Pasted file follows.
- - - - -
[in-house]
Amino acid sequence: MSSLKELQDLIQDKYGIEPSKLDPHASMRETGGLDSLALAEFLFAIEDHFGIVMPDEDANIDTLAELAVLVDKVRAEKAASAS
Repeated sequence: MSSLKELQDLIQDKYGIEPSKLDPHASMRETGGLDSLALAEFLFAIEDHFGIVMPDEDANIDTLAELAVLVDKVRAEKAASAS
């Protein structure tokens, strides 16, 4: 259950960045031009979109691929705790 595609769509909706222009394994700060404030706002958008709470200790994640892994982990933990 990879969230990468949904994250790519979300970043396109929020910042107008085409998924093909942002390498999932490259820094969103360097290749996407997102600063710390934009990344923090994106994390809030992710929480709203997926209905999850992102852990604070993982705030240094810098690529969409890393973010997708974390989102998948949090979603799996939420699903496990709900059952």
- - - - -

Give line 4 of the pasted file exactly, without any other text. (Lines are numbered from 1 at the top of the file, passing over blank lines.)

């Protein structure tokens, strides 16, 4: 259950960045031009979109691929705790 595609769509909706222009394994700060404030706002958008709470200790994640892994982990933990 990879969230990468949904994250790519979300970043396109929020910042107008085409998924093909942002390498999932490259820094969103360097290749996407997102600063710390934009990344923090994106994390809030992710929480709203997926209905999850992102852990604070993982705030240094810098690529969409890393973010997708974390989102998948949090979603799996939420699903496990709900059952």